-WARNING: MORE GAME NERD STUFF-
So in my evening hours I’ve been working away on the roguelike game development project. For the most part I’ve been really pleased with how well it’s trucking along — I’ve seen a number of other roguelike projects out there using Libtcod that fizzled out way before adding this amount of content, so I feel confident I can finish this project.
Having said that, it’s requiring a ton of changes in my coding practices. Even in just a couple of weeks of development time, my game has expanded to the point where every addition has a large number of potential interactions with all the other game components, so I’ve had to give in and embrace version control. Every change is archived on my own machine, then on Google Drive, and finally uploaded, checked, and merged into the master code branch on GitHub. I’ve never bothered to do this before, but with this project (where just adding a new potion can cause weird stuff like making monsters stop moving completely until I find some minor malfunction) I’ve found I need to make it as simple as possible to back up a step when something goes strange.
I’ve added a few major gameplay additions since my last post. One of them appears right at the start of the game — you can now choose a character role when you start the game. Fighters are focused on close-range combat, Knights carry a shield which gives them great survivability, Archers are great at long-distance but weak up close, and finally Wizards are incredibly fragile but start with powerful spells. Here’s a wizard who’s just managed to turn a wolf to stone:
You might notice that I’ve been experimenting with the ASCII visual presentation too — the plan is to have some colour schemes for each set of dungeon levels, and each set will have particular characteristics and terrain hazards too. I’ve also changed the lighting slightly, heightening the contrast between explored and unexplored squares, and I’ve changed the font to a 16×16 version of Terminal that I think is a bit easier on the eyes.
Since I’ve introduced Wizards, I’ve also introduced the beginnings of a magic system — although there’s a lot left to do in this area. I’ve followed the lead of other roguelikes and developed a system of wand items — these drop randomly in the dungeon or from certain enemies, and give you a limited number of uses of a specific spell. I’ve added eight wands, each with two varieties, as a first test of the magic system and how it affects play. Later I’ll be adding a system for Wizards to learn spells permanently, a resource system to restrict usage, and more detailed stats for players and monsters to make certain spells more effective against particular opponents.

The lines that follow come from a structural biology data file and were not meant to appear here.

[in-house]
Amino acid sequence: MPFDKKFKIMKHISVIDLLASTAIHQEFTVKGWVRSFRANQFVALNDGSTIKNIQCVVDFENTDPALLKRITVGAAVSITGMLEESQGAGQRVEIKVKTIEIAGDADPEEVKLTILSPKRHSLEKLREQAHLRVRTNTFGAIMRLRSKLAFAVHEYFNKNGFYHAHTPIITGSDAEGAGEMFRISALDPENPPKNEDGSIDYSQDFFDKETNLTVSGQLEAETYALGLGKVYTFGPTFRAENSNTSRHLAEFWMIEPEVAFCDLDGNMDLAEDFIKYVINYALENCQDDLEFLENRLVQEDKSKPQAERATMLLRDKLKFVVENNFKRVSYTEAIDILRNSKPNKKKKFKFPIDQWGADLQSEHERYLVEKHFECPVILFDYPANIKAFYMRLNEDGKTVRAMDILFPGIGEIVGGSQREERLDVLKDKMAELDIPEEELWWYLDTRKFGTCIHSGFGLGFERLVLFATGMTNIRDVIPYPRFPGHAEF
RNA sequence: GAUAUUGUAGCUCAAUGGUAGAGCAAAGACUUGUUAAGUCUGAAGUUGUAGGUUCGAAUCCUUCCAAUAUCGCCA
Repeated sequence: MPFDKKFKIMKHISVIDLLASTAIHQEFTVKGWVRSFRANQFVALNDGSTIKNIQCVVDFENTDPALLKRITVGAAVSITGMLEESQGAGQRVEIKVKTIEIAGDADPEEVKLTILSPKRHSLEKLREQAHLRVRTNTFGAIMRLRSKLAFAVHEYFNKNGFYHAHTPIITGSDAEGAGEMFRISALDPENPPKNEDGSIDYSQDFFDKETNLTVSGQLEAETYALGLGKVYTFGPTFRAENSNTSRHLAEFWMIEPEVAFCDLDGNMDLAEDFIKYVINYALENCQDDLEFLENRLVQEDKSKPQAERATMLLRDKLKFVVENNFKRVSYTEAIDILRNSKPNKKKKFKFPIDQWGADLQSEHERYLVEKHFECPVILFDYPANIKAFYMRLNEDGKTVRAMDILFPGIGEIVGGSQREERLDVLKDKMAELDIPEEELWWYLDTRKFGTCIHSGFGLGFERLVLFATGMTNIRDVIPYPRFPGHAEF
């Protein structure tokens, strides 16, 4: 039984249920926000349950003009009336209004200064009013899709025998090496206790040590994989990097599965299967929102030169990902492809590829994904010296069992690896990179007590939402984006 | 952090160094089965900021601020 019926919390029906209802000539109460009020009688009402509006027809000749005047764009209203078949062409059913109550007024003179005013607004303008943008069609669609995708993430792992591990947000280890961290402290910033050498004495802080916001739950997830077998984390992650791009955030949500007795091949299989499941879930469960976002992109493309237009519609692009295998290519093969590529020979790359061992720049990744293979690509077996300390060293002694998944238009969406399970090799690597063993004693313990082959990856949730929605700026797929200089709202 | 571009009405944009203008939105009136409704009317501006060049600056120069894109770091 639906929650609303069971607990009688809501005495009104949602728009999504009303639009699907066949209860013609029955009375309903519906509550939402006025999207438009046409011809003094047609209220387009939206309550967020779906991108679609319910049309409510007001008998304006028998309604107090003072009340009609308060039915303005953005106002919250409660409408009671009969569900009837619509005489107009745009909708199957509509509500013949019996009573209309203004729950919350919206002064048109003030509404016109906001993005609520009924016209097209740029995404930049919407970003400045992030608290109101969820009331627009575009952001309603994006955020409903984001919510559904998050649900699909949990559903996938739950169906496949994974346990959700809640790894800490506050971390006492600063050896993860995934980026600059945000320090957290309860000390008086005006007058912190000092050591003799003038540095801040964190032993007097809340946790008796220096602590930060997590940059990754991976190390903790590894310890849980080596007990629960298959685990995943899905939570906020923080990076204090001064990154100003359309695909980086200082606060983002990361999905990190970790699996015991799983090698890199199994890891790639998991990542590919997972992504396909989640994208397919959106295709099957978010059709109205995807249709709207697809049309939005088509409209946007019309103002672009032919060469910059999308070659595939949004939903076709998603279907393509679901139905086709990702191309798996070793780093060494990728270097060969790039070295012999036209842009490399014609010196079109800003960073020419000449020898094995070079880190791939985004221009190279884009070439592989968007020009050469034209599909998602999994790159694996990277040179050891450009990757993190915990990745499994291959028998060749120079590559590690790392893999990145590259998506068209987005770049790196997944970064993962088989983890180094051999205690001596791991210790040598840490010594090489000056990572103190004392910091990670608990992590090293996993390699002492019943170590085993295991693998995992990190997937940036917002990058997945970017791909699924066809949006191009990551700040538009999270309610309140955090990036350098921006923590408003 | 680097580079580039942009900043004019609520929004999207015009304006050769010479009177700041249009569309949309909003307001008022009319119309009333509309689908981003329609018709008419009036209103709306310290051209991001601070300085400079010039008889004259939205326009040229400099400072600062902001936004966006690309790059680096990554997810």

I particularly enjoyed making the Petrification effect — it turns the monster into stone, of course, which then blocks visibility and movement. So you can use it tactically to block off other monsters and restrict their movement or vision. When you tire of it you can destroy the statue and it crumbles into rocks (which you’ll be able to use as ammo for a sling, once I make that).
As for monsters, I’ve added a few of those, but more importantly I’ve added a random mutation system for monster creation. When a monster is generated, there’s a small chance that the monster will be mutated either one or two times, and each mutation will add statistical bonuses and special abilities, as well as alter the monster’s name and display colour. I’ve only added six mutators so far, but that’s already enough to significantly increase the game variety. Honestly I probably spend more time play-testing than I really should when I have coding time — but I think that’s a good sign if I’m already finding it fun to play! The mutators will be even better once I add more monster types — these are taking time as each monster type has it’s own AI function which takes a lot of testing to get right.
Here’s a Fighter who’s run into a Hellfire Troll, a significantly stronger mutation of the already difficult Troll:
All told it’s been a productive week. My goal for the weekend is to jazz up the dungeon environment significantly, first by setting up the visual themes and names for each level subset, then developing a system for adding terrain features, some of which will be interactive (think stuff like lakes, lava flows, grass, fungus, rock pillars, etc.).
After that there’s some major tasks in my development plan:
- Flesh out the magic system (which will need a bunch of interrelated items and systems to go with it)
- AI and game systems for allied characters (in some circumstances players will be able to raise some troops, by resurrecting dead monsters or brainwashing living ones)
- Methods for random generation of items
Again none of these are new ideas — my design goal here is simply to make a complete roguelike in the classic style, with just a bit more playability and transparency. Once it’s done I’ve got some ideas for game #2 — but I’m not allowing myself to think much about that now!
Speaking of roguelikes in the classic style, thanks to some dedicated roguelike fans out there you can actually still play the original Rogue on modern computers. It’s still quite playable, albeit mercilessly hard — winning Rogue is a real accomplishment.
You can also still play Moria — the seminal early roguelike based on Tolkien which later spawned Angband. Really though I’d recommend trying Angband if you want to try a classic roguelike — it’s much more user-friendly, has lots more content, and has a graphical mode.